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The Cat Stole My Pants starts with a cat stealing Timmy’s pants (or so he believes) while visiting the house that was once home to Ernest Hemingway on the island of Key West. He has come on his mum and step-dad’s honeymoon, along with Doorman Dave’s nephew Emilio Empanada.  Since Timmy’s former business partner, Total, has taken off to Cuba, Timmy makes Emilio his unpaid intern.  The poor kid has to follow Timmy everywhere and be a part of Timmy’s crazy plans.  There is a treasure to be found, a best-seller to be written and a father to meet.  What could possibly go wrong?  Anything at all when it includes Timmy Failure.

You are always guaranteed a good laugh with each new Timmy Failure book.  I eagerly await the next installment just to see what crazy things Timmy gets up to next.  Timmy’s unusual outlook and funny way of talking gets me every time.  Stephan Pastis’ characters always make me laugh and there are some great new characters in this book.  Emilio Empanada gets the lucky job of being Timmy’s unpaid intern.  As you can imagine, Timmy doesn’t treat him very nicely but Emilio seems happy enough to hang around with him.  Emilio gets roped in to all sorts of schemes, from breaking in to a lighthouse to helping Timmy sell his book.  Emilio is a fan of romance novels and the names of some of these cracked me up – The Donkey’s Kiss is More Powerful than his Kick and Love is a Speckled Pony of Desire.  I also enjoyed the minor characters like Speedo Steve and Captain Largo Spargo.

The thing that I enjoyed the most about this book though was the book that Timmy wrote called Timmy Failure’s Wisdom-Filled Guide for the Uneducated People Who Don’t Know Very Much.  Included in his book are various scenarios involving a crime and possible answers.  These were so ridiculous that they were incredibly funny.

If you’re a Timmy Failure fan grab a copy of The Cat Stole My Pants now.  If you haven’t read a Timmy Failure book yet, what are you waiting for!

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Flying Furballs: Unmasked by Donovan Bixley

Claude D’Bonair and his cat friends are back for their third Flying Furballs adventure in Unmasked.  Donovan Bixley’s Flying Furballs series is one of the best series for young readers around.  The stories are packed with action, close shaves, puns to make you laugh-out-loud, brave cats and horrid dogs.  They are perfect for newly independent readers because there are lots of Donovan’s wonderful illustrations throughout the story and they are just really fun to read.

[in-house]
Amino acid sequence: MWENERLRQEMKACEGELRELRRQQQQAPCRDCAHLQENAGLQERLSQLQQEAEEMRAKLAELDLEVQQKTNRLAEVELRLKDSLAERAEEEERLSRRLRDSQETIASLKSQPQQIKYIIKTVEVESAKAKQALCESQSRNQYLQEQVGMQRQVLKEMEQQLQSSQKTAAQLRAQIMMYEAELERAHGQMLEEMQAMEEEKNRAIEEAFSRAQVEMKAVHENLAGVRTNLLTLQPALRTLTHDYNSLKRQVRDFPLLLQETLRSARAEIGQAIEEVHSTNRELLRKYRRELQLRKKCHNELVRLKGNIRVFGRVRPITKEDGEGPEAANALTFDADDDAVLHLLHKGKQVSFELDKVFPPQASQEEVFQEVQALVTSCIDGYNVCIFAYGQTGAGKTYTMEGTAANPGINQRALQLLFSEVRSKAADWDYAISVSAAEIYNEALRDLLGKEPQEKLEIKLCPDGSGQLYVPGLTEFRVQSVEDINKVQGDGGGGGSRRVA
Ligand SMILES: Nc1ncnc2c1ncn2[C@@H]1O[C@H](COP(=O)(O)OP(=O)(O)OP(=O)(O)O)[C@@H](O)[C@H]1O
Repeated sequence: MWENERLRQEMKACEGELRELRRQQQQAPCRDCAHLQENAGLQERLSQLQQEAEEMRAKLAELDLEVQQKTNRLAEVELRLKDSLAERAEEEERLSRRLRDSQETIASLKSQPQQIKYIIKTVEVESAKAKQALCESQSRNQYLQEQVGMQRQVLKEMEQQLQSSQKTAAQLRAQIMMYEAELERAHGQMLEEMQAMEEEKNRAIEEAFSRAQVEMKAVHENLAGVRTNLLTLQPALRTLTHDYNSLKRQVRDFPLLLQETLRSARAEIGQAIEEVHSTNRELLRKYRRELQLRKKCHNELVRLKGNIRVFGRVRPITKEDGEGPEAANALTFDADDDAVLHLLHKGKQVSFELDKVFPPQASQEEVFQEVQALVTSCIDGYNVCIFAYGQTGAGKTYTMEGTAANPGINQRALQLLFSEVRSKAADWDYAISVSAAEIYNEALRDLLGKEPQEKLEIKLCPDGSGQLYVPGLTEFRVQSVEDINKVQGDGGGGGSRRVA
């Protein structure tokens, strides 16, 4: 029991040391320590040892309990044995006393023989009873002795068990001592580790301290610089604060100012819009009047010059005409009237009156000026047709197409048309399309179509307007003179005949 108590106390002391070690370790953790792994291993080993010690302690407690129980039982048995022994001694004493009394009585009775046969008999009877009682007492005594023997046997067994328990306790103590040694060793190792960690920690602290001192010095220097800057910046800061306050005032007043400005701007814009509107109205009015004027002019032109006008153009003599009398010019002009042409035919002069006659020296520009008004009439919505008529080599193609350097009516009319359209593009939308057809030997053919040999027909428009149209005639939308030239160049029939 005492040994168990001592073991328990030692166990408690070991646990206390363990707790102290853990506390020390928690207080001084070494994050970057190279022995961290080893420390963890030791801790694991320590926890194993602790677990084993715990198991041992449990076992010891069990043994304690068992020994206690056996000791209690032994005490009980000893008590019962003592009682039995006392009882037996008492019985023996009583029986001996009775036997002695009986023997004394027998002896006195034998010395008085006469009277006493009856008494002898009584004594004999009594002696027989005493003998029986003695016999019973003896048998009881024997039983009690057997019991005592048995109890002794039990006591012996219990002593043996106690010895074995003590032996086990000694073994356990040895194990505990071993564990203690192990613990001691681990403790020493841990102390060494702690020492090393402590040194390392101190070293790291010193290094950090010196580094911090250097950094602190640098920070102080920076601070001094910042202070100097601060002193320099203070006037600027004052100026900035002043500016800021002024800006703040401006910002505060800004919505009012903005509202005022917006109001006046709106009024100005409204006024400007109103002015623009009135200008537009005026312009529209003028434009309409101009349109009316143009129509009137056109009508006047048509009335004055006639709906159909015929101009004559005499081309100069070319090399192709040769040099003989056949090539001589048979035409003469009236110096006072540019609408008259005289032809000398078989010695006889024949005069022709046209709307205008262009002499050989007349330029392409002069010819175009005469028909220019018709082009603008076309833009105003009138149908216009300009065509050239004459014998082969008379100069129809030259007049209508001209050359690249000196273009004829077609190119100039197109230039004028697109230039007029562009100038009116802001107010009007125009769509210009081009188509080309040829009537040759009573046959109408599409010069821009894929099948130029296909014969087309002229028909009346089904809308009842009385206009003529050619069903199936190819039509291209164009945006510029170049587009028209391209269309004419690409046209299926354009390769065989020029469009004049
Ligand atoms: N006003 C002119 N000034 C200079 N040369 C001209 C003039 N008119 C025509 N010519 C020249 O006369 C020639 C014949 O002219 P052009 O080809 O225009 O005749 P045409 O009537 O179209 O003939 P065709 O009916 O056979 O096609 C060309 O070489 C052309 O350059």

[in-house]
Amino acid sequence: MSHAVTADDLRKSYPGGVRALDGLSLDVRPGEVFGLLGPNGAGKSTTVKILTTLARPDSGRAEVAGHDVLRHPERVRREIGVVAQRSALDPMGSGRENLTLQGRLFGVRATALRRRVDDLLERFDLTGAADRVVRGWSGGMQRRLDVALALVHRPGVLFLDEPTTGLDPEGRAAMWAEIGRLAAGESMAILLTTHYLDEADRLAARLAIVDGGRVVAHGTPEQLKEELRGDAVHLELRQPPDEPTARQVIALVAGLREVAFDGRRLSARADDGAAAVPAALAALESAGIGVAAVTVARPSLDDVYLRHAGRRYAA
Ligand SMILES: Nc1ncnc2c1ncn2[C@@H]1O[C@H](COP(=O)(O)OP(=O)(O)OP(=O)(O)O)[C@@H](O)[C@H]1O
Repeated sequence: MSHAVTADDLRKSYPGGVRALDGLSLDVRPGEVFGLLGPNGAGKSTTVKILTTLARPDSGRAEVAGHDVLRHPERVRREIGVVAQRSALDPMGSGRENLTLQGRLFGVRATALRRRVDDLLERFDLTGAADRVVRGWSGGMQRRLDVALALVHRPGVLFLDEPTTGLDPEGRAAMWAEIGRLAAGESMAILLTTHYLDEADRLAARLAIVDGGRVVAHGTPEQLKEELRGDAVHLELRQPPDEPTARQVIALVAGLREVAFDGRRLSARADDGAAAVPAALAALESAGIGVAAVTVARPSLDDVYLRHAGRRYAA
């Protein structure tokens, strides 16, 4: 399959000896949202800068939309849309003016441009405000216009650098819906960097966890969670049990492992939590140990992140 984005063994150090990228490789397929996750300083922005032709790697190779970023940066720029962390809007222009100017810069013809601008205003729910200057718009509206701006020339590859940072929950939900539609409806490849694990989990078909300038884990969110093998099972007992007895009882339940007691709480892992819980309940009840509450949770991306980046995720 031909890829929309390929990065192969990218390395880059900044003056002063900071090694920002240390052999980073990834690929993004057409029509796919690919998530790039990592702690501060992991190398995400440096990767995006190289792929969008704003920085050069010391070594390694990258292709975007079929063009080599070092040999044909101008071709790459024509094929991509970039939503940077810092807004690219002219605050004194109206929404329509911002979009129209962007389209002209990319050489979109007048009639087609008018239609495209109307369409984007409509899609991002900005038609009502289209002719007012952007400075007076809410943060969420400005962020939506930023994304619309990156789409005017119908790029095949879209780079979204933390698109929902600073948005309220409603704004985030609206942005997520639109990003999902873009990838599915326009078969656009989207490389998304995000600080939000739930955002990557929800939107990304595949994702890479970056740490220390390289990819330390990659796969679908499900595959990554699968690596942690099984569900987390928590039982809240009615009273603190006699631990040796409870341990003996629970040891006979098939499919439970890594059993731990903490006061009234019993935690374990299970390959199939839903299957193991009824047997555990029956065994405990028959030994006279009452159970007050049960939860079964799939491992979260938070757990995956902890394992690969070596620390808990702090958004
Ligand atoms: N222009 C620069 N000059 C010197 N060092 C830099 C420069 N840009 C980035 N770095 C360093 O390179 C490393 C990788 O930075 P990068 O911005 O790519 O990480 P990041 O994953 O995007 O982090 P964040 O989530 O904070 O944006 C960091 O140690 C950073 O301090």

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Claude D’Bonair is the heroic, young pilot in the CATS Air Corps, who you follow on his adventures in to DOGZ territory.  He flies all over Europe to try and foil the DOGZ plans and rescue fellow cats.  In the latest book in the series, Unmasked, Claude and Manx, CATs’ head engineer, have to go on an undercover mission to Venice to recover some secret plans.  With great escapes, explosions and marvelous inventions, Unmasked is another thrilling story in this fantastic series.

Flying Furballs is hugely popular in my library and I’m always trying to get new kids hooked.  The series is especially great for 7-9 year olds and they would be fantastic stories to read aloud to a Year 3/4 class.  I can’t wait to read more Flying Furballs adventures!

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The Red Book by Beck and Matt Stanton

Beck and Matt Stanton are creators of books that drive kids crazy.  Their previous picture books, This is a Ball and Did You Take the B from my _ook? have been hits with kids, even if they do make them go a little crazy.  Their latest picture book is The Red Book and it is absolutely hilarious!  It is my favourite book to read aloud at the moment.

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Even before you open the book you know that it is going to be funny just by reading the instructions for grown-ups on the back:

For the Grown-Ups:

Okay, Big Wig.
We have a challenge for you.

It’s your job to convince the nearest kid that everything in this book is actually red.

And we mean everything.

It will not be easy! They will try to persuade you that things are not as red as you say, but you will stay strong!

And the kids will love it!

The Red Book is fantastic, interactive picture book that will both infuriate kids and have them rolling on the floor laughing.  I’ve been reading this book to the Year 1 and 2 kids at my school over the last couple of days and they absolutely love it!  As soon as you show them the cover and read the title they start arguing with you and yelling ‘No!’ because the cover of the book is purple (or so they keep telling you).